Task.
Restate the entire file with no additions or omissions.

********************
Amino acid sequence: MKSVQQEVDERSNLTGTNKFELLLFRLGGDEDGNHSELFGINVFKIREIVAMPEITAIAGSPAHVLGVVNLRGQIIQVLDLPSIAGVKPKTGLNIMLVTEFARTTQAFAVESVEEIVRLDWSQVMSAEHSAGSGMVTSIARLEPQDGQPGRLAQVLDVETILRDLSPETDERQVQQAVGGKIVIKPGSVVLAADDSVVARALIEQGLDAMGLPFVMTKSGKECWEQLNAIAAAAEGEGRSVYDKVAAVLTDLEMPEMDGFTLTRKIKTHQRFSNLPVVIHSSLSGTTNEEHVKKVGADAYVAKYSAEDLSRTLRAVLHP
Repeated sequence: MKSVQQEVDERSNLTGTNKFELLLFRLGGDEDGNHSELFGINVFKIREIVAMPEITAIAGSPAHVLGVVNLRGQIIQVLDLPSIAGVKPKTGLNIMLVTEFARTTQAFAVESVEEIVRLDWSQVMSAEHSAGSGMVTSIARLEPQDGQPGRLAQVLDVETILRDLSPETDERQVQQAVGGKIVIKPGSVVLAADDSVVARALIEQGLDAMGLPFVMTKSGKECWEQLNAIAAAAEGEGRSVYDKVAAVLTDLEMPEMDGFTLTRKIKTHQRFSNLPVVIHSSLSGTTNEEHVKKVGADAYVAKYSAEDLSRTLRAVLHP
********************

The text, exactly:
Amino acid sequence: MKSVQQEVDERSNLTGTNKFELLLFRLGGDEDGNHSELFGINVFKIREIVAMPEITAIAGSPAHVLGVVNLRGQIIQVLDLPSIAGVKPKTGLNIMLVTEFARTTQAFAVESVEEIVRLDWSQVMSAEHSAGSGMVTSIARLEPQDGQPGRLAQVLDVETILRDLSPETDERQVQQAVGGKIVIKPGSVVLAADDSVVARALIEQGLDAMGLPFVMTKSGKECWEQLNAIAAAAEGEGRSVYDKVAAVLTDLEMPEMDGFTLTRKIKTHQRFSNLPVVIHSSLSGTTNEEHVKKVGADAYVAKYSAEDLSRTLRAVLHP
Repeated sequence: MKSVQQEVDERSNLTGTNKFELLLFRLGGDEDGNHSELFGINVFKIREIVAMPEITAIAGSPAHVLGVVNLRGQIIQVLDLPSIAGVKPKTGLNIMLVTEFARTTQAFAVESVEEIVRLDWSQVMSAEHSAGSGMVTSIARLEPQDGQPGRLAQVLDVETILRDLSPETDERQVQQAVGGKIVIKPGSVVLAADDSVVARALIEQGLDAMGLPFVMTKSGKECWEQLNAIAAAAEGEGRSVYDKVAAVLTDLEMPEMDGFTLTRKIKTHQRFSNLPVVIHSSLSGTTNEEHVKKVGADAYVAKYSAEDLSRTLRAVLHP